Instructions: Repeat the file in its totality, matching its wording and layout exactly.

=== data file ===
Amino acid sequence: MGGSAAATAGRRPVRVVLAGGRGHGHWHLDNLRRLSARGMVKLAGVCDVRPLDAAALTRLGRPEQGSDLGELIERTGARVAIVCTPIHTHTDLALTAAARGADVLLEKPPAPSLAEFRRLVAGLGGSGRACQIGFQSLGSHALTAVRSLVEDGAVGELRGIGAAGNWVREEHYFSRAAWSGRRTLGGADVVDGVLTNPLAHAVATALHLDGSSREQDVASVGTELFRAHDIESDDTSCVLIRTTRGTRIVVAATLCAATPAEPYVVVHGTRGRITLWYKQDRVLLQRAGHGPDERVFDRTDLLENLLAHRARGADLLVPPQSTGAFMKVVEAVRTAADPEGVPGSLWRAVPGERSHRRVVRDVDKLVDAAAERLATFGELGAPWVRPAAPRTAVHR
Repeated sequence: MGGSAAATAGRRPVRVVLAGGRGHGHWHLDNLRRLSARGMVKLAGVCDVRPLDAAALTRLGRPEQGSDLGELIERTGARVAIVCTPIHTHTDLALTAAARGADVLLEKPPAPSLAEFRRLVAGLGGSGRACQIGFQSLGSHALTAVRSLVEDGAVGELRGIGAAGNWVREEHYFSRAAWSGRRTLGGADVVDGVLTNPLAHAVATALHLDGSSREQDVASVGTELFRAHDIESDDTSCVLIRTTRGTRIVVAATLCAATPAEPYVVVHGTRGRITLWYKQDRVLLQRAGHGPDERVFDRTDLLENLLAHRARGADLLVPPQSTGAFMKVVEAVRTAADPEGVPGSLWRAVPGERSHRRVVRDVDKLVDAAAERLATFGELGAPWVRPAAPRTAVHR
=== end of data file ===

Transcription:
Amino acid sequence: MGGSAAATAGRRPVRVVLAGGRGHGHWHLDNLRRLSARGMVKLAGVCDVRPLDAAALTRLGRPEQGSDLGELIERTGARVAIVCTPIHTHTDLALTAAARGADVLLEKPPAPSLAEFRRLVAGLGGSGRACQIGFQSLGSHALTAVRSLVEDGAVGELRGIGAAGNWVREEHYFSRAAWSGRRTLGGADVVDGVLTNPLAHAVATALHLDGSSREQDVASVGTELFRAHDIESDDTSCVLIRTTRGTRIVVAATLCAATPAEPYVVVHGTRGRITLWYKQDRVLLQRAGHGPDERVFDRTDLLENLLAHRARGADLLVPPQSTGAFMKVVEAVRTAADPEGVPGSLWRAVPGERSHRRVVRDVDKLVDAAAERLATFGELGAPWVRPAAPRTAVHR
Repeated sequence: MGGSAAATAGRRPVRVVLAGGRGHGHWHLDNLRRLSARGMVKLAGVCDVRPLDAAALTRLGRPEQGSDLGELIERTGARVAIVCTPIHTHTDLALTAAARGADVLLEKPPAPSLAEFRRLVAGLGGSGRACQIGFQSLGSHALTAVRSLVEDGAVGELRGIGAAGNWVREEHYFSRAAWSGRRTLGGADVVDGVLTNPLAHAVATALHLDGSSREQDVASVGTELFRAHDIESDDTSCVLIRTTRGTRIVVAATLCAATPAEPYVVVHGTRGRITLWYKQDRVLLQRAGHGPDERVFDRTDLLENLLAHRARGADLLVPPQSTGAFMKVVEAVRTAADPEGVPGSLWRAVPGERSHRRVVRDVDKLVDAAAERLATFGELGAPWVRPAAPRTAVHR